Is it me or does there seem to a very positive feeling around the mainframe platform right now? Finally there seems to be a consensus that the mainframe is a technology that is here to stay. It is the beating heart at the center of business operations for many of the world's largest enterprises. It has proven speed and resiliency. And Web and Eclipse interfaces are making it more appealing to a new generation of users and developers. But don't just take my word for it. Here are five reasons why people are getting excited about the mainframe.
Worldwide Sales of IBM Mainframes Are Up
According to research group IDC, the IBM mainframe running z/OS experienced its third consecutive quarter of growth, increasing revenue 9.9 percent year over year to $1.2 billion and representing 9.8 percent of all server revenue in the second quarter of 2013¹. In February 2013 IBM² revealed it had added around 180 new mainframe customers in the previous two years. One interesting area has been the big mainframe growth opportunity in China. The booming Chinese middle classes are using more banking and telecommunications services–making the region an ideal candidate for mainframes because they require more computing power.
COBOL Applications Get More Web Friendly
Earlier this year, IBM announced enhancements to the way the COBOL programming language runs on System z mainframes. In fact, the latest release of IBM Enterprise COBOL for z/OS, the COBOL compiler for z/OS, makes COBOL applications more Web friendly and helps them perform better.
Tests conducted by IBM show that COBOL applications using the compiler can display performance improvements of 10 to 20 percent. The compiler allows COBOL software to more easily swap information with websites and apps thanks to changes in the parsing of XML, the markup language commonly used to share information over the Web. And because it is interoperable with Java 7, the compiler also makes it easier to integrate COBOL software with new Web applications.
That will be welcome news to the organizations that, according to a recent IBM estimate, are currently running more than 200 billion lines of COBOL code, across industries such as banking, insurance and retail³.
The IBM zEnterprise–the Result of $1 Billion of R&D
Last summer IBM released the zEnterprise EC12–labeled the most powerful and technologically advanced mainframe ever and the result of an investment of more than $1 billion in research and development. The zEC12 boosts performance using the world’s fastest commercial processor, running at 5.5 GHz, as well as new solid state memory technology. It supports private cloud environments by consolidating Linux workloads.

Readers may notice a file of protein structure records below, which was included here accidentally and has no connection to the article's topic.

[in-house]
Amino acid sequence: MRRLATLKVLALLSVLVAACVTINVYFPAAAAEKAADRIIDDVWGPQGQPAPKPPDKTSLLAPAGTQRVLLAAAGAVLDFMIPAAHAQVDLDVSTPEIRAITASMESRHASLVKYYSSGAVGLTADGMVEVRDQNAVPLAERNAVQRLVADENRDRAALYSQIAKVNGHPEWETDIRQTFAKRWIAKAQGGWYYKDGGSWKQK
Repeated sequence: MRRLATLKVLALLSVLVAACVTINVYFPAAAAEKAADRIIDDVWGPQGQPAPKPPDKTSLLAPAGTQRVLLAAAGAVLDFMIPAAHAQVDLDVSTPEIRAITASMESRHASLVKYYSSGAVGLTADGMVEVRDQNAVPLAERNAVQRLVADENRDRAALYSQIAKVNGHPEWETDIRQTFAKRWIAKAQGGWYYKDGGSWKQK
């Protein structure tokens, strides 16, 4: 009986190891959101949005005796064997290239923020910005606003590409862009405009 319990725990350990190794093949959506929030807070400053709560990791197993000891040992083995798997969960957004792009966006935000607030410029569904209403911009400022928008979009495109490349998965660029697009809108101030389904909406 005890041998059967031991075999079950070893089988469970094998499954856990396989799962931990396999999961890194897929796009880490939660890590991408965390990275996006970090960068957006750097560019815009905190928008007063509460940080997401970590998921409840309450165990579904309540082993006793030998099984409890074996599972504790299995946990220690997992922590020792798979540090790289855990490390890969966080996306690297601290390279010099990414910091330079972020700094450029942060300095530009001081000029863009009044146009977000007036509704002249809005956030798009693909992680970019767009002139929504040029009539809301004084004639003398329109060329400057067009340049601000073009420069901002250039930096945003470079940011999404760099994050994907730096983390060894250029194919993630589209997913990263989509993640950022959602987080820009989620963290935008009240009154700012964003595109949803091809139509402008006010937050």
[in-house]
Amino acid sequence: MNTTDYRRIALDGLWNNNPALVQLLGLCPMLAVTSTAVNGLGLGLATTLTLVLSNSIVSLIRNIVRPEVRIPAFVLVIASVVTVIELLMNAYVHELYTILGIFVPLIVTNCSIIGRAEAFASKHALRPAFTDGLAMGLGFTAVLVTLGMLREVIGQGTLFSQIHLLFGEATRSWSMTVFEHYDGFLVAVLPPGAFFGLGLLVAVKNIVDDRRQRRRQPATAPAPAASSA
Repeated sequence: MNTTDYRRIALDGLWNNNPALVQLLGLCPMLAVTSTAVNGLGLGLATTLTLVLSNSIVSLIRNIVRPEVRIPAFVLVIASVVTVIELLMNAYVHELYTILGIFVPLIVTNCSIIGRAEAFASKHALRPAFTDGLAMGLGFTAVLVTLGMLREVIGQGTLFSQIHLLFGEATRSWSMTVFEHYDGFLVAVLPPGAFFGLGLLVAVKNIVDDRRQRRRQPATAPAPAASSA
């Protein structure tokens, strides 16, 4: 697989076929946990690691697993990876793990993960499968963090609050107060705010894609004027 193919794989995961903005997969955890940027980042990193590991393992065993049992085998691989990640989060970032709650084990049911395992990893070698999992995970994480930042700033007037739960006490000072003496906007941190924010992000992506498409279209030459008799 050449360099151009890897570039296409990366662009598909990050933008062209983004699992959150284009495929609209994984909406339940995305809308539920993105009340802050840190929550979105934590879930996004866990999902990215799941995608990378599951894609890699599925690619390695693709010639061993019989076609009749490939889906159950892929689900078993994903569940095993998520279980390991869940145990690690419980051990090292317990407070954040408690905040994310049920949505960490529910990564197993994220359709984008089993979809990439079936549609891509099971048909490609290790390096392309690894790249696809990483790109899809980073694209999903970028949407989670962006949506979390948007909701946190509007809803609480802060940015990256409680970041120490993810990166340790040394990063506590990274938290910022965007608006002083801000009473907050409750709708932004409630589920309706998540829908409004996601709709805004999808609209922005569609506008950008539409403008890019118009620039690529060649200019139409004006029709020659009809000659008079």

The zEC12 extends security using a tamper-resistant cryptographic co-processor called Crypto Express4S that provides privacy for transactions and sensitive data used by public sector clients for applications such as ID cards. The product also includes internal analytics to monitor its own system health.
The zBC12–a Mainframe for Businesses of All Sizes
The IBM zEnterprise Business Class zBC12 system, launched this summer, is designed to appeal to business of all sizes. A remote descendant of the huge systems of the past that used to fill a whole room, the zBC12 squeezes into a single cabinet, but has been described as being “powerful enough to replace a whole rack full of standard servers, with much greater availability and reliability.” It enables customers to start small and scale up as required, with prices starting at $75,000.
The zBC12 is likely to become the entry point to using the System z platform or act as a regional server or failover system for critical workloads running on larger zEnterprise systems. It has similar capabilities to the zEC12 described above, but with a maximum memory of 496 GB (compared to the zEC12's 3 TB maximum), and more limited connectivity options.
New z/OS Supports Highly Scalable Workloads
At the start of October, IBM released the new z/OS 2.1. IBM has said that z/OS 2.1 is going to set the groundwork for the next tier of mainframe computing. And that statement is backed up by a whole range of new enhancements and capabilities that will allow enterprises to manage highly scalable workloads–including private clouds.
These announcements and developments signal that that the mainframe is still at the heart of IT strategy in many organizations. In fact, with the Web and mobile revolution fuelling huge increases in the volume of information that needs to be processed, it looks like the sheer computing power, security and resilience of the mainframe could actually spark resurgence in demand.
Philip Mann is Principal Consultant at mainframe performance management expert, Macro 4. Philip has been working with IBM mainframes for in excess of 30 years, including over 10 years with Macro 4, where application performance tuning is one of his major interests.